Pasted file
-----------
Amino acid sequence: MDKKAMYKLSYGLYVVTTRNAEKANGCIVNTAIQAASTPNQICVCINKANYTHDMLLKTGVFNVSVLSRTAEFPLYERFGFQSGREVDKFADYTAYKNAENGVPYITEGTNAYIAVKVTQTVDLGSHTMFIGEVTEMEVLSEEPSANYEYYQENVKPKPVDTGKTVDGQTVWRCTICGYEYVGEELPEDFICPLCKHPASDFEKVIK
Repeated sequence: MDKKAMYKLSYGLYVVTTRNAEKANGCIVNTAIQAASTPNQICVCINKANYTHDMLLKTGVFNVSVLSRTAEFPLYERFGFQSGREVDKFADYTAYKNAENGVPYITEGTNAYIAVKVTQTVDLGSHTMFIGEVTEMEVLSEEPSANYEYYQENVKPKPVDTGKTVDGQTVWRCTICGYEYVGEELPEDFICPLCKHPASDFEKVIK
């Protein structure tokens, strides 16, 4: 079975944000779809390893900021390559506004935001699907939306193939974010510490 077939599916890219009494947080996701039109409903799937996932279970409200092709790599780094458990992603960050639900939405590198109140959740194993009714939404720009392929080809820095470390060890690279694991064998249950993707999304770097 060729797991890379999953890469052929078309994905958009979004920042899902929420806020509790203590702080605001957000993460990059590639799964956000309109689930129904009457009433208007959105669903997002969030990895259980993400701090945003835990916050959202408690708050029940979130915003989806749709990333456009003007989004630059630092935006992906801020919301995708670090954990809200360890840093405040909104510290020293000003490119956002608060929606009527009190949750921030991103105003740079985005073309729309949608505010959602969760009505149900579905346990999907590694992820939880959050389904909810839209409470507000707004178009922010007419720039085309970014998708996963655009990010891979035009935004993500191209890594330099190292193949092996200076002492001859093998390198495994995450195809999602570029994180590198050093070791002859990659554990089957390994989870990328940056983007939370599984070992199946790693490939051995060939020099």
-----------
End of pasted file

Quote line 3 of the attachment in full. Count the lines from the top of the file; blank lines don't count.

């Protein structure tokens, strides 16, 4: 079975944000779809390893900021390559506004935001699907939306193939974010510490 077939599916890219009494947080996701039109409903799937996932279970409200092709790599780094458990992603960050639900939405590198109140959740194993009714939404720009392929080809820095470390060890690279694991064998249950993707999304770097 060729797991890379999953890469052929078309994905958009979004920042899902929420806020509790203590702080605001957000993460990059590639799964956000309109689930129904009457009433208007959105669903997002969030990895259980993400701090945003835990916050959202408690708050029940979130915003989806749709990333456009003007989004630059630092935006992906801020919301995708670090954990809200360890840093405040909104510290020293000003490119956002608060929606009527009190949750921030991103105003740079985005073309729309949608505010959602969760009505149900579905346990999907590694992820939880959050389904909810839209409470507000707004178009922010007419720039085309970014998708996963655009990010891979035009935004993500191209890594330099190292193949092996200076002492001859093998390198495994995450195809999602570029994180590198050093070791002859990659554990089957390994989870990328940056983007939370599984070992199946790693490939051995060939020099």